I am using classified LiDAR to create a canopy height model (CHM) for two LiDAR data sets over time. When I create the CHM I use a filter, -keep_class 5 so the output raster exactly outlines the trees of that particular lidar collection.

The boundary of the vegetation changes over time as it grows, so in the second LiDAR data set of the time series study the vegetation outline is wider.

When I difference the two, the difference only considers the smallest boundary. Why is this? I have done differencing in R and QGIS.

Ideally we want to capture the way the tree got bigger over time, but this differencing method (overlay function in R as described here and the raster calculator of QGIS miss this.

If possible I thought of filling in the voids with a USGS DEM, but I am not sure how to do that or if that is the optimal solution to this issue.

Example below:

time series 1 time series 1

time series 2 time series 2

time series difference time series difference

1 Answer 1


Since there is no data in the first time series CHM, the second canopy height model does not have any values to do a difference. You should think about this a little deeper.

If your just looking for canopy growth, you should not clip the CHM to the tree crown polys. Calculate CHM for entire scene for both dates. Then you could simply use the poly from time series 2 as the outline to find the difference between two time series. In this case, a difference of zero would indicate no growth, and a difference of x meters would indicate THE CANOPY height grew x meters. If growth is within polys, then you can assume growth was from your selected tree/vegetation.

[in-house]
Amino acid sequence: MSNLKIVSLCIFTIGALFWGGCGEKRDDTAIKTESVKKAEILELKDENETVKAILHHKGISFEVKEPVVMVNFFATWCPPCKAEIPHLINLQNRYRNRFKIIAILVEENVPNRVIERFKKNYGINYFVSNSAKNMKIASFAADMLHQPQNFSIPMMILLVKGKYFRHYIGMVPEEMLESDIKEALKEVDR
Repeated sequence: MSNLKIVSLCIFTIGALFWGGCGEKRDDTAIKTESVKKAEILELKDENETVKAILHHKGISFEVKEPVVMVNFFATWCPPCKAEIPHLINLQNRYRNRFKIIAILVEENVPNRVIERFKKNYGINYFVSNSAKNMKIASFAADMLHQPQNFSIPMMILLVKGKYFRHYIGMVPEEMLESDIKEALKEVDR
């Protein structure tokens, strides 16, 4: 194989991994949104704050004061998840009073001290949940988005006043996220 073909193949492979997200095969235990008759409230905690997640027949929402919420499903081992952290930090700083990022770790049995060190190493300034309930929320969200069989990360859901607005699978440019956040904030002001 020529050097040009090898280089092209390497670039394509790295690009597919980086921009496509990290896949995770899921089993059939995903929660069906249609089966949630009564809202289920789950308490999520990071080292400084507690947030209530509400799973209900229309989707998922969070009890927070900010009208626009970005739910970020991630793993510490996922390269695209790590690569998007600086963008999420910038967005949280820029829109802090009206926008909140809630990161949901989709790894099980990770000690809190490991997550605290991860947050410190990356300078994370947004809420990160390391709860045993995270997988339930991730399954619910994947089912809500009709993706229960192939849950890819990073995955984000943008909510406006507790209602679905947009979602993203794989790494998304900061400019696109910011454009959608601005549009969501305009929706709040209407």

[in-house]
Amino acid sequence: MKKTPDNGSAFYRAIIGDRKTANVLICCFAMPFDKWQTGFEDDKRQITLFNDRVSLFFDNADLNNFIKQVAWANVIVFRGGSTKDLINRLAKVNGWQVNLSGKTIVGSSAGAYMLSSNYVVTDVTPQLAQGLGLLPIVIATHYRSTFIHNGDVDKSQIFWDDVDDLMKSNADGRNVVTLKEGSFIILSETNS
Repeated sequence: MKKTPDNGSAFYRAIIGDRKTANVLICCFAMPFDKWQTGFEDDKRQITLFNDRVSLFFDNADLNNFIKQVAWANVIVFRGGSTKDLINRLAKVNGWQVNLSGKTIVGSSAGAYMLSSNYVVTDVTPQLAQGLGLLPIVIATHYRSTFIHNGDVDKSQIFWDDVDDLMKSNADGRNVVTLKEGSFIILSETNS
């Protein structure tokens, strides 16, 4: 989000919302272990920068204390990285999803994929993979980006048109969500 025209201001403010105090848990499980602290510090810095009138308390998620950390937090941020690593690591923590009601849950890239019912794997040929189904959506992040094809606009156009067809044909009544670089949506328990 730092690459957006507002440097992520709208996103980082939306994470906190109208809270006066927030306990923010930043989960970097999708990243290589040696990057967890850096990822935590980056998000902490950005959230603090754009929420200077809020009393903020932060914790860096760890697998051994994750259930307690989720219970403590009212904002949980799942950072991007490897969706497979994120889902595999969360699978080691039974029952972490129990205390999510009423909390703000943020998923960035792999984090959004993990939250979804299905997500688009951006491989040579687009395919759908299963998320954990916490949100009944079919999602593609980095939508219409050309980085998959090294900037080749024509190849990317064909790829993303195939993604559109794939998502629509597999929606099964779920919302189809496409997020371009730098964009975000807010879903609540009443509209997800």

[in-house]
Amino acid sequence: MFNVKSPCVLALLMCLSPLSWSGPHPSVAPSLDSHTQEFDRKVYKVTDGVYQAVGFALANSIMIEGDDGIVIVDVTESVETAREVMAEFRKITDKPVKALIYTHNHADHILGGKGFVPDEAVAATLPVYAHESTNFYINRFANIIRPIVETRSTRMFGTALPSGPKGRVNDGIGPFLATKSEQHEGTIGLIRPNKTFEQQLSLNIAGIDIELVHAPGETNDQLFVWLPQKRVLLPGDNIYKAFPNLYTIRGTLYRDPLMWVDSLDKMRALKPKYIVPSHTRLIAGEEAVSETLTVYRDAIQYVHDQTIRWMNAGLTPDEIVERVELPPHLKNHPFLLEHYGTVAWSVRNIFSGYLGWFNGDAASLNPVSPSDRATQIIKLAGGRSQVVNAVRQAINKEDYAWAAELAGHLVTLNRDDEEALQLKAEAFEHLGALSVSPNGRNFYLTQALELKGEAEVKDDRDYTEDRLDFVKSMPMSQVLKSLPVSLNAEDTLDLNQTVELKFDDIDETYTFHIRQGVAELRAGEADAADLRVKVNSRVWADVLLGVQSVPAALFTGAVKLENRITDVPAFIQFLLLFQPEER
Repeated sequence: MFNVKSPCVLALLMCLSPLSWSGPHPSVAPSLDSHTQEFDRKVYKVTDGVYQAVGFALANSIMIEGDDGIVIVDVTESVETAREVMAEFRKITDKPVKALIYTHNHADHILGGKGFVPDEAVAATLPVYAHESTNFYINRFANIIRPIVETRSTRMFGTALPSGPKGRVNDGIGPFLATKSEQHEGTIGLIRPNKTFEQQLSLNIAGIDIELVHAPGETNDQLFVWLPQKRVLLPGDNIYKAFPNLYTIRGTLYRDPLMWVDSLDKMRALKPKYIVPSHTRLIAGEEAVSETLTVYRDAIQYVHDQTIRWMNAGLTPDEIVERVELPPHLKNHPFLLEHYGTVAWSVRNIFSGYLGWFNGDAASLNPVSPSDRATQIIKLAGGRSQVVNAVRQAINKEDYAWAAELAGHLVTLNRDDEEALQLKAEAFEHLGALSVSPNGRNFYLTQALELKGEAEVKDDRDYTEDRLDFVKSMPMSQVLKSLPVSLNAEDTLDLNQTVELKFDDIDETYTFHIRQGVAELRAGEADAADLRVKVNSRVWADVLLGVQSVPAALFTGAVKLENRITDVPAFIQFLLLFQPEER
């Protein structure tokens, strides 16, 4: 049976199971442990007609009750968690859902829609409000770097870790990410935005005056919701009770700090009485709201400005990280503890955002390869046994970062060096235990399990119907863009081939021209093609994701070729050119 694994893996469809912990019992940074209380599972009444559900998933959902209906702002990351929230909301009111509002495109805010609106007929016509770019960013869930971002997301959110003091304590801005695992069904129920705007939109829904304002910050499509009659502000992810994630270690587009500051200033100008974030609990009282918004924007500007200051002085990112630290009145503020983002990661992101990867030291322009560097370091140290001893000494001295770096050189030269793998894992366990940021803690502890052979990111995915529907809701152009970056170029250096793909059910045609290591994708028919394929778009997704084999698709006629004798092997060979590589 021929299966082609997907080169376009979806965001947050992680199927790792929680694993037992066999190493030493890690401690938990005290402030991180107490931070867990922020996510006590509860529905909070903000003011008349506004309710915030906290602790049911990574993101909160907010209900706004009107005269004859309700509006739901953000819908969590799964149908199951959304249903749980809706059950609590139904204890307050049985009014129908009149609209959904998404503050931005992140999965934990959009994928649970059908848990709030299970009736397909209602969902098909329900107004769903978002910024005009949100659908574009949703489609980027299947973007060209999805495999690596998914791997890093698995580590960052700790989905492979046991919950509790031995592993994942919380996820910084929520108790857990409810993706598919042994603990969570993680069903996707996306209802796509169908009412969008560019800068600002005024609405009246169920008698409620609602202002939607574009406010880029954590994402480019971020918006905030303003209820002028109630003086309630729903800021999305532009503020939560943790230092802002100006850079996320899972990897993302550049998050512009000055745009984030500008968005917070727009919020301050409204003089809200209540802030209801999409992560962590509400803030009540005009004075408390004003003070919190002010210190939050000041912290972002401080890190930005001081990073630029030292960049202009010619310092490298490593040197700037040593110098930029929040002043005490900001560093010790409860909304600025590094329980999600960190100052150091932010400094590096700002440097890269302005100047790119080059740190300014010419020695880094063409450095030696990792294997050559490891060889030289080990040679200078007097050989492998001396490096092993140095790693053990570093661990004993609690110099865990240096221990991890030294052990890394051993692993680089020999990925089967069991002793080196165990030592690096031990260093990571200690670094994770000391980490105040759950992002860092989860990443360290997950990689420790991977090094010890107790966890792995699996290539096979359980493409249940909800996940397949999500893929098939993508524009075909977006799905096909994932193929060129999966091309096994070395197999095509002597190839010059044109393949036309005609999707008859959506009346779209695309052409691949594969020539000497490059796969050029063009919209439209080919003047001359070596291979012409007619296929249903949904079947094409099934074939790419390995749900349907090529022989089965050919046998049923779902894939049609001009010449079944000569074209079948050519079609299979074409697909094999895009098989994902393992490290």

I was going to say fill in the empty space with zeroes, but in reality there may be vegetation growth underneath the edges of your crown. Lets do a thought experiment. If a pixel on the outer edge of tree crown went from 0 meters to, lets say, 10 meters, thats a big jump. But in reality there could of been an 8 meter tall tree right underneath that you removed and set value to zero, and the other tree foliage/branches grew over it, resulting really in only a 2 meter difference in canopy height.

Sorry if that was a mouthful lol.

For your specific coding/processing question:

You can fill in the empty space using interpolation methods. QGIS GUI is easy using the Raster Fill nodata tool

Another approach, using python, is as simple as this function provided by the Whitebox library FillMissingData

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